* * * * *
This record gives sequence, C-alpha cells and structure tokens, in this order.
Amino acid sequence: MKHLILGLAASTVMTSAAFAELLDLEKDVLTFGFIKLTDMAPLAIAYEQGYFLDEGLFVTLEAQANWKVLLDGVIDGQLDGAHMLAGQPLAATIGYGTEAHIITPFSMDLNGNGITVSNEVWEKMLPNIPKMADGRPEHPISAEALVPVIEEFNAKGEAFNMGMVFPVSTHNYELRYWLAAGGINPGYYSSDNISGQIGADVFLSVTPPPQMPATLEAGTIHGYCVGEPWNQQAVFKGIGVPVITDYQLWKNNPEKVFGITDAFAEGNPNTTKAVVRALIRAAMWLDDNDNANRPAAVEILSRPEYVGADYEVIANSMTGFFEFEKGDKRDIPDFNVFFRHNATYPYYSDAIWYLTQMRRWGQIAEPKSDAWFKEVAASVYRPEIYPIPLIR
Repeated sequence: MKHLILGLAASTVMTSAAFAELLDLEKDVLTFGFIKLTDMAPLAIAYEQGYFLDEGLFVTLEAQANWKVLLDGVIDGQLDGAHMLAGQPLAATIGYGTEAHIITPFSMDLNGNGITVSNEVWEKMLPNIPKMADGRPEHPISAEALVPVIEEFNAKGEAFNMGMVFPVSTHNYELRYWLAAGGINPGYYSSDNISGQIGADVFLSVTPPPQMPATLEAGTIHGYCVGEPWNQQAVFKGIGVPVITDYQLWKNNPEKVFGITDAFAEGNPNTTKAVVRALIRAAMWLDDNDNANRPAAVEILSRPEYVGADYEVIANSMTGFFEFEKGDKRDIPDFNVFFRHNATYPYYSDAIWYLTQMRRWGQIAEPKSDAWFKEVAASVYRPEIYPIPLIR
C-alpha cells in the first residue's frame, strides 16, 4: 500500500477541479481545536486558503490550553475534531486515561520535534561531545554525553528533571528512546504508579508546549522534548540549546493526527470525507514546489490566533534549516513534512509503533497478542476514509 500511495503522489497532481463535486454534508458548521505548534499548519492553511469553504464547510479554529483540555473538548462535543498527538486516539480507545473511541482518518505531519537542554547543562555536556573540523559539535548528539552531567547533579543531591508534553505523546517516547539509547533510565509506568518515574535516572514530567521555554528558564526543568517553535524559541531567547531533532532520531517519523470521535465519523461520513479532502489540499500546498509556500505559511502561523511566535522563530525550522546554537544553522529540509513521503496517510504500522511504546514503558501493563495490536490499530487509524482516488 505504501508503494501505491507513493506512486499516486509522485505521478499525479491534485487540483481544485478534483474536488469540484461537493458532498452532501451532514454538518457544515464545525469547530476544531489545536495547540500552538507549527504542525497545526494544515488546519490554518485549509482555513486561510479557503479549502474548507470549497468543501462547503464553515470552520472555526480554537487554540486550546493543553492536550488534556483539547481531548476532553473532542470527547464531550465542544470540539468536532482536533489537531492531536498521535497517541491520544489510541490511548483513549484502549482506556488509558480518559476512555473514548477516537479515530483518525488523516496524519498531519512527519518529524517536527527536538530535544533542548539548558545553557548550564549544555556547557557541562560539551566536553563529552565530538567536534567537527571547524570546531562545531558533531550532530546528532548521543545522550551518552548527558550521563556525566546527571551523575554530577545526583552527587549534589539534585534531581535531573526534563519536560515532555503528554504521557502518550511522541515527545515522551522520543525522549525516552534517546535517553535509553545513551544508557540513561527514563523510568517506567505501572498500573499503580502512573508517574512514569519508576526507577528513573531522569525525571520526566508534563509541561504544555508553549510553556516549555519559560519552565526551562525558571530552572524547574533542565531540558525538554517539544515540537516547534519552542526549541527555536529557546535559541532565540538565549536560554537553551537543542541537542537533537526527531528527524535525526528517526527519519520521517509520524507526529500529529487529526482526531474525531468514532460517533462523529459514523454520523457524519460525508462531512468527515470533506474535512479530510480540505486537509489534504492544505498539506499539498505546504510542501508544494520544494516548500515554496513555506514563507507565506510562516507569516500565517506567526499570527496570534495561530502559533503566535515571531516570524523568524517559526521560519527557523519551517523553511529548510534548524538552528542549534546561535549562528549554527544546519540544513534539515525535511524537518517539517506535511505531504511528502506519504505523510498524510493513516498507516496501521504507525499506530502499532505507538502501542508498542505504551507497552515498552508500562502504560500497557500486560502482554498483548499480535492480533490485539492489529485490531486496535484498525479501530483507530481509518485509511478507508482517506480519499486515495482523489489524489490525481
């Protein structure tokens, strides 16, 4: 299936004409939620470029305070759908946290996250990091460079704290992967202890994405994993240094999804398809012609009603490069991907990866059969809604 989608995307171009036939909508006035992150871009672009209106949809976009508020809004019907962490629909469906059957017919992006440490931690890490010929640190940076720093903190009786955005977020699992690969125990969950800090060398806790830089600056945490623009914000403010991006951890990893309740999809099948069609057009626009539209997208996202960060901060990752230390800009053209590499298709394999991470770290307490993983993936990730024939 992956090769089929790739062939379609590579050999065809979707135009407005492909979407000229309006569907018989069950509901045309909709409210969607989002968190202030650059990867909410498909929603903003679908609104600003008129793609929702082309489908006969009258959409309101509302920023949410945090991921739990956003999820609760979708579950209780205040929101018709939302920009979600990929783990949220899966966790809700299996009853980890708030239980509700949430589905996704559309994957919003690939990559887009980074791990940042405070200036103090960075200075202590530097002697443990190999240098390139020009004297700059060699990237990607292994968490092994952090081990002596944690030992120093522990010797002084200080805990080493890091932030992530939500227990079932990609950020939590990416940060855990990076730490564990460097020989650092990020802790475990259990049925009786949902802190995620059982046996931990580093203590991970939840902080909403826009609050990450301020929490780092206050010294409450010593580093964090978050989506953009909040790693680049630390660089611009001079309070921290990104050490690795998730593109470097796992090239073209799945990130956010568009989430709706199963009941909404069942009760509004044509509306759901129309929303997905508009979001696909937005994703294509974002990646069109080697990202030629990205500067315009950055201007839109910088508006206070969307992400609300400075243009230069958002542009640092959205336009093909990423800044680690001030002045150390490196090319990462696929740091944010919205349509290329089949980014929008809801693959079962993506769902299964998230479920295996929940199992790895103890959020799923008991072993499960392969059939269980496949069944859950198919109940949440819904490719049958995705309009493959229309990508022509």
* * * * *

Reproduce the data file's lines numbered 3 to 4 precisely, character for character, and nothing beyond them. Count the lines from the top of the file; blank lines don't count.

Repeated sequence: MKHLILGLAASTVMTSAAFAELLDLEKDVLTFGFIKLTDMAPLAIAYEQGYFLDEGLFVTLEAQANWKVLLDGVIDGQLDGAHMLAGQPLAATIGYGTEAHIITPFSMDLNGNGITVSNEVWEKMLPNIPKMADGRPEHPISAEALVPVIEEFNAKGEAFNMGMVFPVSTHNYELRYWLAAGGINPGYYSSDNISGQIGADVFLSVTPPPQMPATLEAGTIHGYCVGEPWNQQAVFKGIGVPVITDYQLWKNNPEKVFGITDAFAEGNPNTTKAVVRALIRAAMWLDDNDNANRPAAVEILSRPEYVGADYEVIANSMTGFFEFEKGDKRDIPDFNVFFRHNATYPYYSDAIWYLTQMRRWGQIAEPKSDAWFKEVAASVYRPEIYPIPLIR
C-alpha cells in the first residue's frame, strides 16, 4: 500500500477541479481545536486558503490550553475534531486515561520535534561531545554525553528533571528512546504508579508546549522534548540549546493526527470525507514546489490566533534549516513534512509503533497478542476514509 500511495503522489497532481463535486454534508458548521505548534499548519492553511469553504464547510479554529483540555473538548462535543498527538486516539480507545473511541482518518505531519537542554547543562555536556573540523559539535548528539552531567547533579543531591508534553505523546517516547539509547533510565509506568518515574535516572514530567521555554528558564526543568517553535524559541531567547531533532532520531517519523470521535465519523461520513479532502489540499500546498509556500505559511502561523511566535522563530525550522546554537544553522529540509513521503496517510504500522511504546514503558501493563495490536490499530487509524482516488 505504501508503494501505491507513493506512486499516486509522485505521478499525479491534485487540483481544485478534483474536488469540484461537493458532498452532501451532514454538518457544515464545525469547530476544531489545536495547540500552538507549527504542525497545526494544515488546519490554518485549509482555513486561510479557503479549502474548507470549497468543501462547503464553515470552520472555526480554537487554540486550546493543553492536550488534556483539547481531548476532553473532542470527547464531550465542544470540539468536532482536533489537531492531536498521535497517541491520544489510541490511548483513549484502549482506556488509558480518559476512555473514548477516537479515530483518525488523516496524519498531519512527519518529524517536527527536538530535544533542548539548558545553557548550564549544555556547557557541562560539551566536553563529552565530538567536534567537527571547524570546531562545531558533531550532530546528532548521543545522550551518552548527558550521563556525566546527571551523575554530577545526583552527587549534589539534585534531581535531573526534563519536560515532555503528554504521557502518550511522541515527545515522551522520543525522549525516552534517546535517553535509553545513551544508557540513561527514563523510568517506567505501572498500573499503580502512573508517574512514569519508576526507577528513573531522569525525571520526566508534563509541561504544555508553549510553556516549555519559560519552565526551562525558571530552572524547574533542565531540558525538554517539544515540537516547534519552542526549541527555536529557546535559541532565540538565549536560554537553551537543542541537542537533537526527531528527524535525526528517526527519519520521517509520524507526529500529529487529526482526531474525531468514532460517533462523529459514523454520523457524519460525508462531512468527515470533506474535512479530510480540505486537509489534504492544505498539506499539498505546504510542501508544494520544494516548500515554496513555506514563507507565506510562516507569516500565517506567526499570527496570534495561530502559533503566535515571531516570524523568524517559526521560519527557523519551517523553511529548510534548524538552528542549534546561535549562528549554527544546519540544513534539515525535511524537518517539517506535511505531504511528502506519504505523510498524510493513516498507516496501521504507525499506530502499532505507538502501542508498542505504551507497552515498552508500562502504560500497557500486560502482554498483548499480535492480533490485539492489529485490531486496535484498525479501530483507530481509518485509511478507508482517506480519499486515495482523489489524489490525481